Circuit breaker problems

Circuit breakers are designed to trip when a circuit is overloaded. By shutting off the electrical supply, the breaker prevents wires from overheating and potentially starting a fire.

Breakers can also trip when they become old. Occasional tripping can indicate simple overloads. Try plugging the appliance into a different circuit. If a circuit breaker trips frequently, you should consult an electrician.

Working inside an electrical panel requires skill. Even with the main breaker shut off, electrical power is still entering the panel. Leave this type of work to an experienced professional. Never replace a circuit breaker or fuse with a higher rated one because this can cause overheating and fire.

For homes dating from the 1950s to 1990, check your panel to see whether it or the breakers are manufactured by Federal Pacific. The company's Stab-Lok brand breakers are not considered safe. Check with your electrician for a recommendation or replacement.

Replacing an old circuit breaker box merits the expense for a number of reasons.

Most homeowners can sleep soundly knowing their electric panels will protect them by tripping off when a circuit overload occurs.

But many homes built between the 1950s and 1990 still have electrical circuit breakers with Stab-Lok panels, made by the defunct company Federal Pacific. Stab-Lok panels may not trip, thus posing a fire hazard. Alternatively, maybe you've traipsed down to the basement and discovered a different issue, such as faulty circuit breaker or outdated fuse box.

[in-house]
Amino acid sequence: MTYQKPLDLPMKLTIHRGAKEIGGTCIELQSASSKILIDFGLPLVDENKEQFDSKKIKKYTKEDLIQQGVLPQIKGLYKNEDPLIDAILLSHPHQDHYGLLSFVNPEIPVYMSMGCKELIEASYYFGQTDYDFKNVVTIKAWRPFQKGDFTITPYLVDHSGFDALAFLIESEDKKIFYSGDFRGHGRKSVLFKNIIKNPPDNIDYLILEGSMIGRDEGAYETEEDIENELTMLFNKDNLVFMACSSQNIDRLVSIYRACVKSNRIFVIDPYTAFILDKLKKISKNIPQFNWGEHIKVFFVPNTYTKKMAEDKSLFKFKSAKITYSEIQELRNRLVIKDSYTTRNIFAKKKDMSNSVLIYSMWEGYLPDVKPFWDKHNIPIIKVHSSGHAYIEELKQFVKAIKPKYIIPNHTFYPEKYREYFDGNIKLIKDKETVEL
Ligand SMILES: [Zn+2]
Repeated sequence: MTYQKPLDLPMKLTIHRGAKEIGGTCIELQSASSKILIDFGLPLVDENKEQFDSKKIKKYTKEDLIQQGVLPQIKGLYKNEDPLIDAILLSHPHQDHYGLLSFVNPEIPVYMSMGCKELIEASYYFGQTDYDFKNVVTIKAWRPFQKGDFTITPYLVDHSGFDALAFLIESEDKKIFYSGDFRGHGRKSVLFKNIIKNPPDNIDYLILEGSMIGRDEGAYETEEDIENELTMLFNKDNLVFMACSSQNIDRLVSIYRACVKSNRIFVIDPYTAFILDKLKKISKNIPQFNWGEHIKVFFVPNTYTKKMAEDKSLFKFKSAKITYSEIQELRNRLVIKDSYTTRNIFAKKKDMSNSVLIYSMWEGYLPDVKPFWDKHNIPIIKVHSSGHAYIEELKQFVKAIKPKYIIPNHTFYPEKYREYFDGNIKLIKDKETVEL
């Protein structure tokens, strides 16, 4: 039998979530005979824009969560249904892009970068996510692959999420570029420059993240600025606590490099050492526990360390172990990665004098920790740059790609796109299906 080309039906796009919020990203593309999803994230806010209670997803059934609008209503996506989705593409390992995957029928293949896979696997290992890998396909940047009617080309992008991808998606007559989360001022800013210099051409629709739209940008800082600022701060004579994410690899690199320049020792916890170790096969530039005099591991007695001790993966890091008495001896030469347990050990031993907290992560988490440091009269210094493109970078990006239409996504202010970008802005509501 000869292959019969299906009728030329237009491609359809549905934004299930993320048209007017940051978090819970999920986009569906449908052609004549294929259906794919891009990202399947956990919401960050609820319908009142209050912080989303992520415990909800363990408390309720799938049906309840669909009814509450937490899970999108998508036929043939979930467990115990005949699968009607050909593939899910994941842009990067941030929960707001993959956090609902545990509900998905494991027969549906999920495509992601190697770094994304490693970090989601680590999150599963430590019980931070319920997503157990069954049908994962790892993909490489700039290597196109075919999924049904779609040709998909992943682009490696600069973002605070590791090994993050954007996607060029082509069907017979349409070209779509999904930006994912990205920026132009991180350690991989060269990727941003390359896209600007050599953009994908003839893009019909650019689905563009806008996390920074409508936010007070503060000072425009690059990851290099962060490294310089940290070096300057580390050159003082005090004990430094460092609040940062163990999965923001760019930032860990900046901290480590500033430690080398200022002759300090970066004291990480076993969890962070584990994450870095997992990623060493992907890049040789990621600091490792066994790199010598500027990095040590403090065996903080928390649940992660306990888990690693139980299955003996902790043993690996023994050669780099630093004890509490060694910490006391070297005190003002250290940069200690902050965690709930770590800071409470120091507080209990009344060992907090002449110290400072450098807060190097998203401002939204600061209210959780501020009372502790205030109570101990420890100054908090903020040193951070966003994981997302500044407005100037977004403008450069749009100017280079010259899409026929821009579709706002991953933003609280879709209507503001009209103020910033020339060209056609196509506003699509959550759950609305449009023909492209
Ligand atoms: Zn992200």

How much can you expect to pay a qualified electrician to replace a breaker box?

Cost to replace circuit breaker box

We contacted several Angie's List Super Service Award–winning electricians about how much it costs to replace circuit breaker boxes. All have experience working on potentially unsafe Federal Pacific breakers with Stab-Lok panels.

“It depends on how many circuits you have, the existing conditions, whether it’s a single-family dwelling, multi-family dwelling and the amperage of the panel — whether it’s a 100, 150, 200 amp,” says Mike Volpe III, owner of All City Electrical in Kenilworth, New Jersey. “It could range anywhere from $500 to $1,300, depending on site conditions.”

“Our price to replace a breaker panel ranges from $660 all the way up to $2,900,” says licensed master electrician Reed Chambers, who owns Peerless Electric in Euless, Texas.

Angie’s List members who had similar jobs where they've installed, replaced or upgraded breaker boxes in 2014 reported paying an average of $1,932 with a general range of $1,625 to $2,225, not counting discounts many service providers offer to Angie’s List members.

“I don’t tend to take extreme measures using the F-word — fire — when talking to my customers about their breaker panels,” Chambers says. “Personally, I’ve never seen a Federal or really any other breaker panel that actually caught on fire itself, but I do agree that they should be replaced.”

Instead, Chambers advises homeowners to upgrade a circuit breaker box because it protects electronic devices and the data contained within them.

“I tend to go with that logic that almost everyone has something electronic in their home with valuable information inside that electronic equipment," he says. "Whether you’re a video game person or a stock market trader or you collect family photos, whatever your area of interest, that’s the best reason to have up-to-date, functional electrical equipment protecting your home.”

How prevalent are Stab-Lok breakers?

Federal Pacific circuit breaker panels, with their faulty Stab-Lok breakers, still lurk in many older homes, says Volpe who replaces at least 300 each year.